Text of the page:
Wednesday, October 10, 2012

Networked Life @ FIX University Cultural Campus
Dinner begins at 6:00pm andmovie begins shortly after dinner. 02/19-21: TBD
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1. The Matrix (1999). 2. The Lord of The Rings Trilogy (2001-2004) *
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You can easily watch the latestmovies on your mac and enjoy them without ...
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Aliens is the studio's first movieproduced in 3-D technology.
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Top Movies
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samsung movies SamsungMovies dejó de funcionar
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Movies & Events
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movies. Lecture 4. The Motion Picture Industry. 1. Introduction
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Cheers and enjoy your movies!
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American Muscle Cars in theMovies. A yellow and black Chevy Camaro is one ...
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With the weather is heating up, free & cheap summer movies in Orange County ...
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If you want to download moviesdirectly from the internet, then all you need ...
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Lets Discuss All of the releasedmovies in year 2010 one by will be ...
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These are all the movies from the official EON Productions series.
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Romantic-Movies. Filed under · Tagged with
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Spiritual Movies | Spiritual Cinema
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After a somewhat lengthy intro, I present you my review of TheMovies...
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Most of the time, comic bookmovies end up being pretty good,...
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Top 20 movies of 2010
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Movies (HQ) - Taringa!
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More FIX on the NET @ FIX University Cultural Campus

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Networked Life

Michael Kearns

Networked Life will explore recent scientific efforts to explain social, economic and technological structures -- and the way these structures interact -- on many different scales, from the behavior of individuals or small groups to that of complex networks such as the Internet and the global economy.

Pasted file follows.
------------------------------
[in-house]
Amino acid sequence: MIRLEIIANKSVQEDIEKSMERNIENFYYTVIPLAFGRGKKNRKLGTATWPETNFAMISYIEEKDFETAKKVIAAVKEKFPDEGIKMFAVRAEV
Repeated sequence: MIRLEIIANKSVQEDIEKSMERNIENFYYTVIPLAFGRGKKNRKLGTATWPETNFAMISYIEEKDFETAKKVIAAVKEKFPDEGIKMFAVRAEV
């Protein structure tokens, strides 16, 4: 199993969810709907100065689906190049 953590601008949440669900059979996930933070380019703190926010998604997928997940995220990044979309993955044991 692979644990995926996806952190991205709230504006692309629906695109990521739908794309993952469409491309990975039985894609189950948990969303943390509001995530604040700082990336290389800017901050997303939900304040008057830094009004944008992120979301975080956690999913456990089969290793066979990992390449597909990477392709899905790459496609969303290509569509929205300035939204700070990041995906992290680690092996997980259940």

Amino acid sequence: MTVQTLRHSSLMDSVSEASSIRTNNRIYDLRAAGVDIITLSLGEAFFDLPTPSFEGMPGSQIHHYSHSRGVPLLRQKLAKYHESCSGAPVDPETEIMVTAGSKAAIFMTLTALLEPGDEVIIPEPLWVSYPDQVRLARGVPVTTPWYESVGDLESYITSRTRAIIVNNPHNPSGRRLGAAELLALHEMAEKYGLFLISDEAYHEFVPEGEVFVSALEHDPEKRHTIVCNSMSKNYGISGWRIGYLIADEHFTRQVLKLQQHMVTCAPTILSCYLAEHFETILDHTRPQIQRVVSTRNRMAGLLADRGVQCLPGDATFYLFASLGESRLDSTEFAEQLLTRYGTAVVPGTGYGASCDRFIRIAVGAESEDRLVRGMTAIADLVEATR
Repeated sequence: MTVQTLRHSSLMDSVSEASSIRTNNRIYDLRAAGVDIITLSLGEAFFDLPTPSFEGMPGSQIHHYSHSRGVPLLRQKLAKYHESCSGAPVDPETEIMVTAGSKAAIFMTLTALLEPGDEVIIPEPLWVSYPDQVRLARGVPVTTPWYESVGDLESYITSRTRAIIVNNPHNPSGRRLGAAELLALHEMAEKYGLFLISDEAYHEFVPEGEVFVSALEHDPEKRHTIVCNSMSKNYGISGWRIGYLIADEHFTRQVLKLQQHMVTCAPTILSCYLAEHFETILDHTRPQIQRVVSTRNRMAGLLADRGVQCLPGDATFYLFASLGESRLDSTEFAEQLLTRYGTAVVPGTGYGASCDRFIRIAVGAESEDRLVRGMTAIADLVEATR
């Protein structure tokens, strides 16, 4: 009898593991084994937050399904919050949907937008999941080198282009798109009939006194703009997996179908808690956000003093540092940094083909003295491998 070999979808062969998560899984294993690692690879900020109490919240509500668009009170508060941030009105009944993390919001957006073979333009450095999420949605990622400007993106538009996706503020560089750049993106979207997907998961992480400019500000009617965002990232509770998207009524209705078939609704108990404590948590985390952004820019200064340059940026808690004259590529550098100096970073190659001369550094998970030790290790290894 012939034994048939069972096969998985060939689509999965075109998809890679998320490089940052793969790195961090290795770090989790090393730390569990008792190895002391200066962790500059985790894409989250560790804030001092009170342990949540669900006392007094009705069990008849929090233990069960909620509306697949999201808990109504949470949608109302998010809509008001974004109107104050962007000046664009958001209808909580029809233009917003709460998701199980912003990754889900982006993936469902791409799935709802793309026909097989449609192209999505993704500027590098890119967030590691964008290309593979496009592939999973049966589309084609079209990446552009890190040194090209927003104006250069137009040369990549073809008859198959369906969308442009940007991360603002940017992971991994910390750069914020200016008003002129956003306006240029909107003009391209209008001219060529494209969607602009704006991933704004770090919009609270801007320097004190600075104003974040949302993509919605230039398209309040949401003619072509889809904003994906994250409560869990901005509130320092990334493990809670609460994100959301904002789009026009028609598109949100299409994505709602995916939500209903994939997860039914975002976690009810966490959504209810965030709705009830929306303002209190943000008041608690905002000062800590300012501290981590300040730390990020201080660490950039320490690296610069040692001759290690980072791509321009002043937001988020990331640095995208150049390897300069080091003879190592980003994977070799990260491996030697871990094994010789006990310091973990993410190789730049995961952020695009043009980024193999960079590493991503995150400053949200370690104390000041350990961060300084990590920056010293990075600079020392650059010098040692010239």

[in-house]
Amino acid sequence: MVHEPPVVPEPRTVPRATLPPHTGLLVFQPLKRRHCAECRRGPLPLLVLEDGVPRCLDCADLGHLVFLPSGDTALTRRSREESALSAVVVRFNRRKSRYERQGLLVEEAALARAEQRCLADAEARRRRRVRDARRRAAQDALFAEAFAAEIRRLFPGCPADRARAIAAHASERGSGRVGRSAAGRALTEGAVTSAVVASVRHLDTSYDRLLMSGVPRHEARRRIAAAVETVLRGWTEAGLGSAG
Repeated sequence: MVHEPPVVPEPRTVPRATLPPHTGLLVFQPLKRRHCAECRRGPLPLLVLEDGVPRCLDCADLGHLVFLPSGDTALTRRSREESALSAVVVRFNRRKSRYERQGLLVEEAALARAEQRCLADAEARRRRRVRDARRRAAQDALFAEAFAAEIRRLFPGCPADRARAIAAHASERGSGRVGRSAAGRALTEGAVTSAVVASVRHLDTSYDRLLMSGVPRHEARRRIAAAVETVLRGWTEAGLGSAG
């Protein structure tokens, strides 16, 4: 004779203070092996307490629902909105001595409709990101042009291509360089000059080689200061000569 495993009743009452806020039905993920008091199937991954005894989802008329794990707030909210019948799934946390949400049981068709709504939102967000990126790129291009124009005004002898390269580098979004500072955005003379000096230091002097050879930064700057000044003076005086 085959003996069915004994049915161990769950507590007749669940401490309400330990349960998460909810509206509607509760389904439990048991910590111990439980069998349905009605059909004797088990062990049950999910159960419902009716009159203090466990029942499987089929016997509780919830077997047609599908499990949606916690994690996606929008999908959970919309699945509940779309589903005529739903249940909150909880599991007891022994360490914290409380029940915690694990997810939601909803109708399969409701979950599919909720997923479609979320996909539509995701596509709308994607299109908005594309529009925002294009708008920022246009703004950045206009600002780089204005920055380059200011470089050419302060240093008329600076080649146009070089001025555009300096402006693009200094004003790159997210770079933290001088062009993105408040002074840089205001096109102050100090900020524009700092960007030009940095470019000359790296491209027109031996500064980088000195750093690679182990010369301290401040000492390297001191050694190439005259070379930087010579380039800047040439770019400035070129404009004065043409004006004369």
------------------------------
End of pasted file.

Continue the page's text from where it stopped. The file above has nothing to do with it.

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Week 5 Quizzes

Clean-up has been done for the Week 5 quizzes (those due October 15). I also noticed that two questions in Quiz 18 refer to the notion of perfect matching in networks, a concept not discussed in detail until Lecture 19. While I have added the definition to Quiz 18 to make it self-contained, I would suggest that you watch both Lectures 18 and 19 before taking Quiz 18.

Prof Kearns
Sun 7 Oct 2012 1:13:00 PM PDT

Platform Outages

We've noticed the sporadic reports of Coursera outages in the forums, and the problems this has created for quiz submission for some people. Coursera is aware of the issue and promises they will make things right on an individual basis (e.g. if quiz submission failed for platform reasons, they will let you retake it). They have told me they will be shortly send a broadcast email on this topic. So if something along these lines has happened to you, please don't worry and be patient --- just keep making your way through the course, and things will eventually be fixed.

Meanwhile --- Hang In There People! We are really approaching the home stretch now, with just a couple weeks to go after this one. I'm generally quite pleased with the quiz scores --- overall the vast majority of you are doing just fine, and will have no problem achieving "certification".

Prof Kearns
Thu 4 Oct 2012 3:22:00 AM PDT

Problems Viewing Videos and PDF Slide

There have been sporadic but consistent reports of people unable to view lecture videos and slides. This has occasionally happened to me as well, and in my experience the very first thing to try is to either restart your browser, or at least close the tab in which you are trying to view, and then try loading the content again.